BNE.S  @2; repeat if more one-bits.
@4
 DBRA D6,@0 ; loop on rowWords-1.
 TST.B  D5; empty line?
 BEQ.S  @5; yes -->
 MOVE.W #ENDMARK,(A0)+  ; no, store end-of-line mark.
@5
 ADDQ.W #1,D1  ; increment the y coordinate.
 CMP.W  rgnMap+bounds+bottom(A6),D1; loop if y <= bottom rgnMap.
 BLT.S  Translate
;
; We are finished entering information into the rgnData field.
; Mark the end of the region and fill in the rgnBBox field.
;
 MOVE.W #ENDMARK,(A0); store end-of-region mark.
 MOVE.L dstRect+topLeft(A6),rgnBBox+topLeft(A2)
 MOVE.L dstRect+botRight(A6),rgnBBox+botRight(A2)
Done    
 MOVE.L rgnMap+baseAddr(A6),A0; deallocate temporary bitmap.
 _DisposPtr
 MOVEM.L(SP)+,A1-A3/D0-D7 ; restore working registers.
 UNLK A6; unlink the stack frame.
 MOVE.L (SP)+,A0 ; load return address.
 ADDQ #4,SP ; pop parameter.
 JMP  (A0); return.
 ENDWITH
 ENDPROC
 END
Listing 2.  Pict2Rgn.

/*------------------------------------------------------------------
NAME
  Pict2Rgn -- convert PICT resources to Quickdraw region format.
SYNOPSIS
 Pict2Rgn [file] [-v]

 file = any resource file containing PICT resources
 -v= verbose flag
DESCRIPTION
  Converts PICT resources within a file to Quickdraw
  region format.  ID’s of the generated regions will be the
  same as the source PICT’s.  region resource type is ‘RGN ‘.
  Does not check to see if RGN resources are already there.
AUTHOR
  Written Ted Cohn, March 1988.
  Copyright Ted Cohn, 1988.
------------------------------------------------------------------*/

#include <types.h>
#include <stdio.h>
#include <resources.h>
#include <quickdraw.h>
#include <memory.h>

#define RgnType ‘RGN ‘

pascal RgnHandle MakeRgn(srcMap)
 BitMap *srcMap;
 extern;

main(argc, argv)
intargc;
char  *argv[];
{
 Rect   frame; /* picture frame */
 GrafPort gp;  /* offscreen GrafPort pictures are drawn */
 short  index; /* for-loop variable */
 short  refNum;  /* the resource file’s refNum */
 short  pictCount; 
 /* number of picts in resource file to convert */
 Handle pictHandle;/* handle to current picture */
 short  rowWords;/* #of words across picture’s bitmap */
 BitMap srcMap;  /* GrafPort’s bitmap */
 short  theID; /* resource ID from GetResInfo */
 ResTypetheType; /* resource TYPE from GetResInfo */
 RgnHandletheRgn;/* hdle region converted from picture */
 Str255 theName; /* resource NAME from GetResInfo */
 short  verbose; /* boolean signals to print more info */

 verbose = (argc>2); /*boolean more than 2 arguments given */

 /* Must initialize Quickdraw for the conversion process */
 InitGraf(&qd.thePort);
 /* if no argument supplied, then print info about tool */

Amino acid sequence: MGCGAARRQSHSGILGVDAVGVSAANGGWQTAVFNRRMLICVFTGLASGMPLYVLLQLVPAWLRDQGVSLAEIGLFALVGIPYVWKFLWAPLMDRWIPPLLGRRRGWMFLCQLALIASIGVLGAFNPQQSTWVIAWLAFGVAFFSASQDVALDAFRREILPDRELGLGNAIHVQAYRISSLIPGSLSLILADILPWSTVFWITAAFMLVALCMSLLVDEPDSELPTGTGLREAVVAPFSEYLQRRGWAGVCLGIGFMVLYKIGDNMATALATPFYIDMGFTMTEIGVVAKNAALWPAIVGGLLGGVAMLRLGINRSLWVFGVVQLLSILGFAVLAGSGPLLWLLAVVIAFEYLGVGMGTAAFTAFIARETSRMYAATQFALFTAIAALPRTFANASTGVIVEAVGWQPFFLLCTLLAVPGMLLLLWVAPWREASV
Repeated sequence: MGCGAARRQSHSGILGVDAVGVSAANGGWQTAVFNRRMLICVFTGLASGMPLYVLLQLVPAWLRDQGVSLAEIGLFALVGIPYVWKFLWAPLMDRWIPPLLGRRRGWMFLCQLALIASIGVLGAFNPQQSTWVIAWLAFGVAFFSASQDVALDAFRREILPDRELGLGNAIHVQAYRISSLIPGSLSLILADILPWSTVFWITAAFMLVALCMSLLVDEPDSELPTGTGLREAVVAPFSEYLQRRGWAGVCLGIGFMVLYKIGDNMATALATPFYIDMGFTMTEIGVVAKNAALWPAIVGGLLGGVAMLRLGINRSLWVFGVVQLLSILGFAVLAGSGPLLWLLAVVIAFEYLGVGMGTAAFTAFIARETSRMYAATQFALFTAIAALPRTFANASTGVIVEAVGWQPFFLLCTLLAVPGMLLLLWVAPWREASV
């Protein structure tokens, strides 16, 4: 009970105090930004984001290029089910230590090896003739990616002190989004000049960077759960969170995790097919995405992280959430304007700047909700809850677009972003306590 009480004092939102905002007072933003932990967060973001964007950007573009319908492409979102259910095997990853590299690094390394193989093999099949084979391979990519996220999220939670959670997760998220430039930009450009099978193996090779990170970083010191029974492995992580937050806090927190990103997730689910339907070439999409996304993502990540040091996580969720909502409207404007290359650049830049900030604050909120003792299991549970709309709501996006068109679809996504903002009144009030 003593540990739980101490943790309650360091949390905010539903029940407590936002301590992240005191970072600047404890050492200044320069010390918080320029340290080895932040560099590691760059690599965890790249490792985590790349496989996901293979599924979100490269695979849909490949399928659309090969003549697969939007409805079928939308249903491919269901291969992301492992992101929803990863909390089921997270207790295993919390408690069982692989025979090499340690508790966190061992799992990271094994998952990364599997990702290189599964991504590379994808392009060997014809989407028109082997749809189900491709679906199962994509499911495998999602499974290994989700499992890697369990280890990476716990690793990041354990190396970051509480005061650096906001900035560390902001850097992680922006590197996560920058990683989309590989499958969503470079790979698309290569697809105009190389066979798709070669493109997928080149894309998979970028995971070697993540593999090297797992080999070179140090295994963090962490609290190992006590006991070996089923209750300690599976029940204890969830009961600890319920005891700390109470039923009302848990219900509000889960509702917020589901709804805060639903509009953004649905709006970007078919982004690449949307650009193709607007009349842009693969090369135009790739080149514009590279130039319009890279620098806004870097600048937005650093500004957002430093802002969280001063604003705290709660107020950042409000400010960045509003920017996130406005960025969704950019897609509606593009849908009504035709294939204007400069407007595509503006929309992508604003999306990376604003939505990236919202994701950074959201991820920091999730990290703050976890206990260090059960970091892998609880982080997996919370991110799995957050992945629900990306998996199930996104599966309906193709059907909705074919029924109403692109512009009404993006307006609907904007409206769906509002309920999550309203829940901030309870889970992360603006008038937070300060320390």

printf(“\n”);
 if (argc<2) {
 fprintf(stderr,”\nUsage:  Pict2Rgn <resource file>”);
 fprintf(stderr,”\n  -Converts all PICT resources to Quickdraw region 
format.”);
 fprintf(stderr,”\n  -ResType is ‘RGN ‘, ID’s correspond to PICT ID’s.”);
 fprintf(stderr,”\n  -Written by Ted Cohn, March, 1988.\n”);

 exit(1);
 }
 /* Try to open resource.  If errors, report and exit. */
 if ((refNum = OpenResFile(argv[1])) == -1) {
 fprintf(stderr, “\nCan’t open the resource file %s.\n”, argv[1]);

 exit(1);
 }
 /* Find out how many to convert. Exit if no picts in file.*/
 if ((pictCount = Count1Resources(‘PICT’)) == 0) {
 fprintf(stderr, “\nThere are no PICTs in this file to convert.\n”);
 CloseResFile(refNum);
 exit(1);
 }

 if (verbose)
  fprintf(stderr, “PICT Count = %d\n”, pictCount);
 /* Now convert each PICT to RGN format */
 for (index = 1; index <= pictCount; index++) {    
 /* Get a picture and lock it down */
 HLock(pictHandle = Get1IndResource(‘PICT’, index));
 /* Must get the picture’s ID */
 GetResInfo(pictHandle, &theID, &theType, &theName);
 /* Get the picture’s frame rectangle */
 frame = *((Rect *) (*pictHandle + 2));
 /* Calculate size of srcMap we need to allocate */
 rowWords = (frame.right-frame.left-1)/16+1;
 srcMap.baseAddr = NewPtr((long) ((frame.bottom-frame.top)*rowWords*2));
 srcMap.rowBytes = rowWords*2;
 srcMap.bounds = frame;

 /* Open offscreen GrafPort and set bitmap to our srcMap */

 OpenPort(&gp);
 SetPortBits(&srcMap);
 RectRgn(gp.clipRgn, &frame);
 RectRgn(gp.visRgn, &frame);
 gp.portRect = frame;
 DrawPicture((PicHandle) pictHandle, &frame);
 ClosePort(&gp);
 /* Now convert the picture from a srcMap to a region */
 theRgn = MakeRgn(&srcMap);
 ReleaseResource(pictHandle);
 DisposPtr(srcMap.baseAddr);
 if (verbose)
 fprintf(stderr, “Converted (%d) PICT ID = %d\n”, index, theID);

 /* Add the new region to the file and dispose of it */
 AddResource(theRgn, RgnType, theID, &theName);
 WriteResource(theRgn);
 ReleaseResource(theRgn);
 }
 /* All done, so close the resource file */
 CloseResFile(refNum);
 exit(0);
}
Listing 3.  Make file for Pict2Rgn.

#   File: Pict2Rgn.make
#   Target: Pict2Rgn
#   Sources:MakeRgn.a Pict2Rgn.c
#   Created:Sunday, April 3, 1988 11:25:18 AM


MakeRgn.a.o ƒ Pict2Rgn.make MakeRgn.a
 Asm MakeRgn.a
Pict2Rgn.c.o ƒ Pict2Rgn.make Pict2Rgn.c
 C Pict2Rgn.c
Pict2Rgn ƒƒ Pict2Rgn.make MakeRgn.a.o Pict2Rgn.c.o
 Link -t MPST -c ‘MPS ‘ 
 “{CLibraries}”CRuntime.o 
 “{CLibraries}”StdCLib.o 
 “{CLibraries}”CSANELib.o 
 “{CLibraries}”CInterface.o 
 MakeRgn.a.o 
 Pict2Rgn.c.o 
 -o Pict2Rgn